What this interstitial space does then, in its own parasitic machinic manner, is corrupt appearance by rendering it internally riven with difference. The outside of the face, in other words, is found as what is always deposited inside another face, just as what is presumably composed inside or behind the other face, the alien face of the other (for Olympia’s chosen masks dress up with their characterful headgear and faux-eyes as they duplicitously lie over her corporeal own) is merely another facial deployment: one delivering all facial appearances to the dizzying blackness of the labyrinth even as it proposes or pretends, via a weirdly spectacular camouflaging, to be, somehow, her real face. What the performative act of masking does is empty anterior depth (with its incumbent penetrative claim for deep truth) out onto the sheer slickness of a glossy faciality that would now be fetishistically seen as coextensive with the shining lacquered black-and-white face of the photographic print.

In this way we are led to consider the overwhelming final pungent blackness of these photographs as the groundless ground of performativity itself – one in which the sitter is suspended as though sheer hallucination and into which she is expunged just as one into which we (as watchers) can lucidly gaze even as we are consumed as though by the phosphorescent suction of a magical pool.

We best know this hyperblackness working as acute performativity from the paintings of Caravaggio. Here too we have the same hyperrealistic voluminous looming of microscopic details, the same intricate Baroque pleats and foldings and sudden blinding passages of brightness that do not transcend the blackness so much as somehow proprioceptively enact its own abysmal narrative impulses. Conceived as various illuminated inflections of blackness’s own play, the quotational and hence necessarily iconic citations of period character “donned” by Olympia (who is also playing at being entirely other or exotic “things”) recoils infectively back to occupy her, thus ensuring her own occupation, or, better still, incorporation, by an effulgent corps noir that is ever waiting. At stake here is the entire sentimentalizing history of photography. At stake is the assumption of inevitable sweetness emanating from the domestic mantelpiece “snap”.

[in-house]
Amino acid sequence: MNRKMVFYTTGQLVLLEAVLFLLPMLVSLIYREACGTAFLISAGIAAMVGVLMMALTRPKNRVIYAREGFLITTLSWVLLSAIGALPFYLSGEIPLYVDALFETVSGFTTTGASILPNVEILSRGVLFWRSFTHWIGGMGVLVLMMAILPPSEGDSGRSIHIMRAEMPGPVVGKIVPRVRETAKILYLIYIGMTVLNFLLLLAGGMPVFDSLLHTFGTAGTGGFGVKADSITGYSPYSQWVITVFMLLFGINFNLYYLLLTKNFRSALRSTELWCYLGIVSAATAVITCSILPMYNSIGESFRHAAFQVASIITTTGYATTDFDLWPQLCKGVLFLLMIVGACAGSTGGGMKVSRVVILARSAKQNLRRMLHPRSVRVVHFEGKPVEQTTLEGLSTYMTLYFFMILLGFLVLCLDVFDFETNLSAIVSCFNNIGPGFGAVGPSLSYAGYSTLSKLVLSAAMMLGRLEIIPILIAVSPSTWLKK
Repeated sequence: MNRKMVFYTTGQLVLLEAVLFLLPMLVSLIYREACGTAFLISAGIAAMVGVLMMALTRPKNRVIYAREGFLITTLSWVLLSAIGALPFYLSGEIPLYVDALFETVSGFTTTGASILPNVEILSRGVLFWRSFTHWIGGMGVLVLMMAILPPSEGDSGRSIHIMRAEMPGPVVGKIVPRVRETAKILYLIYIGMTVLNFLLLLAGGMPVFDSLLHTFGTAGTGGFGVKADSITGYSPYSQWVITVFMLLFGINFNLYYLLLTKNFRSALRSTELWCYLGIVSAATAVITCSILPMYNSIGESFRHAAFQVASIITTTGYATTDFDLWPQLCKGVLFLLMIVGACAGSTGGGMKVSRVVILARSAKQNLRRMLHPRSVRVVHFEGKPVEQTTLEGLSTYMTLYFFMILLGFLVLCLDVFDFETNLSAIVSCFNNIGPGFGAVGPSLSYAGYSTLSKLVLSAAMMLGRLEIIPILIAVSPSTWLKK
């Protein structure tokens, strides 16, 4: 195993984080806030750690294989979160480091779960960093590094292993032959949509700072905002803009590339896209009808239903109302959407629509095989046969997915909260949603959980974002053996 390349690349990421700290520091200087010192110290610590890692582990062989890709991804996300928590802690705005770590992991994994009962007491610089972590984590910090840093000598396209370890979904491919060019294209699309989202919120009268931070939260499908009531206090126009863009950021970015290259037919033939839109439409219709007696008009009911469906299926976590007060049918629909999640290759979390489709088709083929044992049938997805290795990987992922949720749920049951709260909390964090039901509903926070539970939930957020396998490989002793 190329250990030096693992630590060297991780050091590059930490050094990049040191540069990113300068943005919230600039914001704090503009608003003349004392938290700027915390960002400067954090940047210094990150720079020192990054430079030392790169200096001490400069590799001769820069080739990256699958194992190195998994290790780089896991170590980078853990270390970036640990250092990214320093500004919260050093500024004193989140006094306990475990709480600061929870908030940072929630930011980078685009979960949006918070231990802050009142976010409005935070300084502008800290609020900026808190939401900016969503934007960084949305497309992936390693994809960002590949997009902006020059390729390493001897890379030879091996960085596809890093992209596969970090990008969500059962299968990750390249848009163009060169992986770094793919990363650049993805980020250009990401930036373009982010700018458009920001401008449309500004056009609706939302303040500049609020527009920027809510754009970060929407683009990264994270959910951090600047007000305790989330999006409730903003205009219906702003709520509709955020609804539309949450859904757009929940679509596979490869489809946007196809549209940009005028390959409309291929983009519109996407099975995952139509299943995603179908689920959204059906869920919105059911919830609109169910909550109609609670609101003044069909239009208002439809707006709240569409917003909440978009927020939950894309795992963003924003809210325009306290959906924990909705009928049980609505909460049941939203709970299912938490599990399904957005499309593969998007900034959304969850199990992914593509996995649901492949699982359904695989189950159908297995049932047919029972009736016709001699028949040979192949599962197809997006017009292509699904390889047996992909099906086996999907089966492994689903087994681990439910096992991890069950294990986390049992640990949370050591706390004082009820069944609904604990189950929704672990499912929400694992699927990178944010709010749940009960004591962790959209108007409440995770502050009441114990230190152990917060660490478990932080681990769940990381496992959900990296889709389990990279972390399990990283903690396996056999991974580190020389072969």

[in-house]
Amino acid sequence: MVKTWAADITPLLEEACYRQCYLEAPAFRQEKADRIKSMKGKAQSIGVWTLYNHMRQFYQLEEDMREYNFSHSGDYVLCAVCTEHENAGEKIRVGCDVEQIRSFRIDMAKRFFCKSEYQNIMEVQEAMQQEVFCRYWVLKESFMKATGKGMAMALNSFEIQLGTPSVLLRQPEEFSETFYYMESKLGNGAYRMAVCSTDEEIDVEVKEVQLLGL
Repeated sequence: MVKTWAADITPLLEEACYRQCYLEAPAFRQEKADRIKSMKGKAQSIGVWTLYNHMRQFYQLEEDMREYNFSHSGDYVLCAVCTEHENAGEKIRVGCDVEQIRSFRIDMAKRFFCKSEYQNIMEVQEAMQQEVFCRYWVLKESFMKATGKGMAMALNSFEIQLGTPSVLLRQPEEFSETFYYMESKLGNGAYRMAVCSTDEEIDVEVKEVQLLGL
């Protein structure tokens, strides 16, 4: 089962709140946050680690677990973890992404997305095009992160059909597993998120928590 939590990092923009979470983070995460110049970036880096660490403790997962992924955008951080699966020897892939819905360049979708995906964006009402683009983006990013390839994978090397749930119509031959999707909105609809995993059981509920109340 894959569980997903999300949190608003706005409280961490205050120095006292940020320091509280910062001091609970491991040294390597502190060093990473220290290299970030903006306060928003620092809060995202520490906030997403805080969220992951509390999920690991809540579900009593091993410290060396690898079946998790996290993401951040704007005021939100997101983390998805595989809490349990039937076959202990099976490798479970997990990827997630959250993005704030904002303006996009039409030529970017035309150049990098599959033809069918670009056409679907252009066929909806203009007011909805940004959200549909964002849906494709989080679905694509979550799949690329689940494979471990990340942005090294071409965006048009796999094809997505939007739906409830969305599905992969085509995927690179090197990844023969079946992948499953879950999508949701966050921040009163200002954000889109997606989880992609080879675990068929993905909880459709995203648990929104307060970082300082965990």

Phantomwise returns to haunt us precisely because it would conflate photography’s own self-memorializing or cryptographic practice into the ghostly deployment of the self. That a mother might not ever come to know her own daughter – even as a daughter would never ever like Wonderland’s Alice, truly catch herself up, would speak not only to the terminal velocity of all self-knowledge quests but mark identity as itself the photographic condition par excellence. What need to mention then the trail deposited by Ariadne’s thread?

Dr Ross Moore
Theory of Art and Design
Faculty of Art and Design
Monash University (Caulfield Campus)

6 April 2004